World Cup Scams Get a Red Card

  
     
BBB Warns Fans to Be Wary of Cybercrimes
June 05, 2014

On June 12, 2014, the FIFA World Cup tournament begins in Brazil, pitting 32 of the best football—or “soccer” in the United States—teams against each other in one of the world’s most widely viewed sporting events. Better Business Bureau serving Alaska, Oregon and Western Washington is kicking off the occasion with some tips on safely following the action.

Fans who are considering attending matches in person should read BBB’s article about getting “tripped up” during travel season and the Federal Trade Commission’s article on avoiding fake tickets; fans who are attending matches from home should score a GOAL:

Go with official event broadcasts and avoid potentially malicious online streaming sites.
Obtain authentic mobile apps from legitimate sources to keep devices secure.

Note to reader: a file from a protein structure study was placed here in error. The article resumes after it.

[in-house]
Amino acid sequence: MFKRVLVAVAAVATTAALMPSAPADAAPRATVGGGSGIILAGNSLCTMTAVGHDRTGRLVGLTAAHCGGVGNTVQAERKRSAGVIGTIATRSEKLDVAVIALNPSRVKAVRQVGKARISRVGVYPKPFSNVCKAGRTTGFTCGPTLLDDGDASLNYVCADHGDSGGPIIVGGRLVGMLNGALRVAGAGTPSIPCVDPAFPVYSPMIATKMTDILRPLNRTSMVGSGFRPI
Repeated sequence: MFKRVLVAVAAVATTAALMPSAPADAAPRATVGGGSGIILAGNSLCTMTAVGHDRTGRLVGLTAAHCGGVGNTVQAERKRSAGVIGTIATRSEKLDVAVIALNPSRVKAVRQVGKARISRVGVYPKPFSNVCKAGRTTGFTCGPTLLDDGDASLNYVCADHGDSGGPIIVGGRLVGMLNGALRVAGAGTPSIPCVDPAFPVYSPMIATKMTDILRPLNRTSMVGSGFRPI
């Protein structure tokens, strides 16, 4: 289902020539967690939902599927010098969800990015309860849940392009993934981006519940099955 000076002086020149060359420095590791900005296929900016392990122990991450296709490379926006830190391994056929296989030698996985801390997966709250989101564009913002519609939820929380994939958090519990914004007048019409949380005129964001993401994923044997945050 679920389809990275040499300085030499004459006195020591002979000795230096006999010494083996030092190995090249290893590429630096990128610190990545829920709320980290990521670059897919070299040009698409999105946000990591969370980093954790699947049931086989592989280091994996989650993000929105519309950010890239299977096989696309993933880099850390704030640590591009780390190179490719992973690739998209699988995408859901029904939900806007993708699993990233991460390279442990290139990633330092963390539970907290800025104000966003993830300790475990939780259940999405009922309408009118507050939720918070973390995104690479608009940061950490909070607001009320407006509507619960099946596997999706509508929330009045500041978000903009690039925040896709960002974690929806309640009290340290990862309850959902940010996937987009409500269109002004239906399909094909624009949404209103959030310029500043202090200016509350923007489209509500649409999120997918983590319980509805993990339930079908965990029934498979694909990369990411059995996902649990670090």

Access secure wireless networks when surfing to avoid hackers.
Link with caution and avoid shady email offers.

The Los Angeles Times recently reported on a large cyber attack against one of the main World Cup ticketing services, and it is likely that attempts to scam fans will increase in the final weeks before kickoff.

Don’t get stuck on the sidelines and miss all the action, visit the BBB News & Events page for the latest scam alerts and marketplace updates.

ABOUT BBB: For more than 100 years, Better Business Bureau has been helping people find businesses, brands and charities they can trust. BBB serving Alaska, Oregon and Western Washington, founded in 1918 and serving more than 9 million consumers, is one of 113 local, independent BBBs in the United States, Canada and Mexico. In 2014, people turned to BBB serving Alaska, Oregon and Western Washington more than 5 million times for BBB Business Reviews on more than 264,000 local businesses and for Charity Reports on more than 1,200 local charities, all available for free at akorww.bbb.org.